WIPO Arbitration and Mediation Center
ADMINISTRATIVE PANEL DECISION
Sephora v. WhoisGuard
Case No. D2006-0845
1. The Parties
The Complainant is Sephora, Boulogne Billancourt, France, represented by LVMH, France.
The Respondent is WhoisGuard, Westchester, California, United States of America.
2. The Domain Name and Registrar
The disputed domain name <sefora.com> is registered with eNom.
3. Procedural History
The Complaint was filed with the WIPO Arbitration and Mediation Center (the “Center”) on July 3, 2006. On July 4, 2006, the Center transmitted by email to eNom a request for registrar verification in connection with the domain name at issue. On July 5, 2006, eNom transmitted by email to the Center its verification response. Email communications were then entered into with the Registrar in order to clarify the identity of the domain name registrant. In response to a notification by the Center that the Complaint was administratively deficient, the Complainant filed an amendment to the Complaint on July 20, 2006. This altered the name of the Respondent to that stated above. The Center verified that the Complaint together with the amendment to the Complaint satisfied the formal requirements of the Uniform Domain Name Dispute Resolution Policy (the “Policy”), the Rules for Uniform Domain Name Dispute Resolution Policy (the “Rules”), and the WIPO Supplemental Rules for Uniform Domain Name Dispute Resolution Policy (the “Supplemental Rules”).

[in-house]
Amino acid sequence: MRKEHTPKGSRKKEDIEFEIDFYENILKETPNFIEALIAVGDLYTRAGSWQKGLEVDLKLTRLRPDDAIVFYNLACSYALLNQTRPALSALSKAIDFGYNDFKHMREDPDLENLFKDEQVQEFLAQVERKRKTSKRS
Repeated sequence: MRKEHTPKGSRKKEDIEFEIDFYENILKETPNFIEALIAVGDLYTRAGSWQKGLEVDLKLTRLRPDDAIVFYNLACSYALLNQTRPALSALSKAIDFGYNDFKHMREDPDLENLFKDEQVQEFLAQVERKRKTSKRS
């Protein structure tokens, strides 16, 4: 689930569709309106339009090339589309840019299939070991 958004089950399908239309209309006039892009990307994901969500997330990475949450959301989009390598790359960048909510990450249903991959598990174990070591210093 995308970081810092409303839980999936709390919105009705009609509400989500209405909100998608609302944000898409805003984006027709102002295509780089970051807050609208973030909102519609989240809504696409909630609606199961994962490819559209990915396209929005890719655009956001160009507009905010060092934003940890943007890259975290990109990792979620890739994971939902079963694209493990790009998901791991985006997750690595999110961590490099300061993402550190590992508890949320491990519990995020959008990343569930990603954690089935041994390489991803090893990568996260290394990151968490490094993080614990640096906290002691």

In accordance with the Rules, paragraphs 2(a) and 4(a), the Center formally notified the Respondent of the Complaint, and the proceedings commenced on July 25, 2006. In accordance with the Rules, paragraph 5(a), the due date for Response was August 14, 2006. The Respondent did not submit any response. Accordingly, the Center notified the Respondent’s default on August 17, 2006.
The Center appointed Clive L. Elliott as the sole panelist in this matter on August 22, 2006. The Panel finds that it was properly constituted. The Panel has submitted the Statement of Acceptance and Declaration of Impartiality and Independence, as required by the Center to ensure compliance with the Rules, paragraph 7.
4. Factual Background
The Complainant owns the French retail company “SEPHORA”. Sephora was founded in 1970 and become a major player in the retail beauty chain segment in Europe during the 1990s.
The Complainant is the owner of a number of SEPHORA trademark registrations throughout the world including: